Johann Wolfgang von Goethe’s Italian Journey is a memorable picture of Italy at the end of the eighteenth century. Italian Journey portrays Goethe’s joy and struggle to satisfy his intellectual curiosity and commitment to understanding art. “With great objects [of art] around,” he said, the purpose of his trip was “to learn and to improve myself ere I am forty years old.” (He began the journey at 37.) Goethe traveled throughout Italy from 1786 to 1788. Upon arriving he declared his “delight that the language I always loved now becomes living—the language of common usage!” His peripatetic mind comments knowledgeably on the country’s geology, botany, architecture, sculpture and painting. Finding artistic beauty in statuary of a local cemetery, he says:
The tombs give touching evidences of a genuine feeling, and always bring life back to us. Here is a man by the side of his wife, who peeps out of a niche, as if it were a window. Here are father and mother, with their son between them, eyeing each other as naturally as possible. Here a couple are grasping each other’s hands. Here a father, resting on his couch, seems to be amused by his family. The immediate proximity of these stones was to me highly touching. They . . . are simple, natural, and generally pleasing. The artist has produced the mere simple presence of the persons, and has thus given a permanent continuation to their existence. They do not fold their hands, they do not look toward heaven; but they are here below just what they were and just what they are.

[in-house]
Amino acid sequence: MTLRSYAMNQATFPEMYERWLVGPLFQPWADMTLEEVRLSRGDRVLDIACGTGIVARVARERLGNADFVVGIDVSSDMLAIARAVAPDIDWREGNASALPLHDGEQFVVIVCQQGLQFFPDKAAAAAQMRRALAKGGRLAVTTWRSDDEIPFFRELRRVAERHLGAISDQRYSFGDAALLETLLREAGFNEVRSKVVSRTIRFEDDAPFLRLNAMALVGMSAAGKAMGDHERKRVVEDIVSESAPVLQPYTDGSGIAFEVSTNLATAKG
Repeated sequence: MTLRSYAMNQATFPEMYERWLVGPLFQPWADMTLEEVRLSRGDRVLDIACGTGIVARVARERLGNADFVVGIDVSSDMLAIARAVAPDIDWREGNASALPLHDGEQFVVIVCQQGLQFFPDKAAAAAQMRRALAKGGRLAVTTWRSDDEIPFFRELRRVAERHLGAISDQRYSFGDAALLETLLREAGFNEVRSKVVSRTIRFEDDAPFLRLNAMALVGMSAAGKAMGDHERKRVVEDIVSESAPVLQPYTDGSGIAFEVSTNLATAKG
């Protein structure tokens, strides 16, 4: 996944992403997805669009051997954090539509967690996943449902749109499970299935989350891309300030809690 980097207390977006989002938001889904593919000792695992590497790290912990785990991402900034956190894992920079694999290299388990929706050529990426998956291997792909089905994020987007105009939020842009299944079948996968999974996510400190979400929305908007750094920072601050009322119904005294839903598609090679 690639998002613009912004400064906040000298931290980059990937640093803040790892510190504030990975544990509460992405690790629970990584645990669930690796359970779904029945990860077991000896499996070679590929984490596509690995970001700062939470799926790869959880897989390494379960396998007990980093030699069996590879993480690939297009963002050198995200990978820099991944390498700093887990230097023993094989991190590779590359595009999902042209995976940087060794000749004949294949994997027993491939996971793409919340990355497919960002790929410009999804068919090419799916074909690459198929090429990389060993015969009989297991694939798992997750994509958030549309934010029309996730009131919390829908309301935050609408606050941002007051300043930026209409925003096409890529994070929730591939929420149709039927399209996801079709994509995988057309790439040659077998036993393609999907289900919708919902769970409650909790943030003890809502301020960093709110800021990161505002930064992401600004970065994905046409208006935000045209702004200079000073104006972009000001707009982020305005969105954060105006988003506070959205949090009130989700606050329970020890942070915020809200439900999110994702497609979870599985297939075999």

Italy’s classical tradition—still its raison d’être as a tourist destination—stimulates a deep chord:
It is in my nature to admire, willingly and joyfully, all that is great and beautiful; and the cultivation of this talent day after day, hour after hour, by the inspection of such beautiful objects, produces the happiest feelings.
Painting, sculpture and architecture are the highest form of art, for
say what [you] will in favour of a written and oral communication: it is only in a very few cases indeed that it is at all adequate; for it never can convey the true character of any object —no, not even of a purely intellectual one. But if one has already enjoyed a sure and steady view of the object, then one may profitably hear or read about it.
Though many say Italian Journey is a classic travelogue, it is a difficult text. Page after page of dry observations, artistic criticism and revelry about Italy’s gorgeous weather take a toll. And just when you’ve about had it, Goethe brings relief. Unexpectedly, up pops a powerful truth, one that travel activates:
In order to form an idea of the highest achievements of the human mind, the soul must first attain to perfect freedom from prejudice and prepossession.
— Tucker Cox, Zeteo Contributing Writer
Image: Johann Tischbein, Goethe in the Roman Compagna, c. 1786, Frankfurt, Städelshes Kunstinstitut (photo in public domain).
A dated (1986) and long, but interesting piece by James M. Markham of the New York Times discusses Goethe’s itinerary. Click here.
Next week – Goethe’s views on Raphael and Michael Angelo, Rome and Italians – still relevant today
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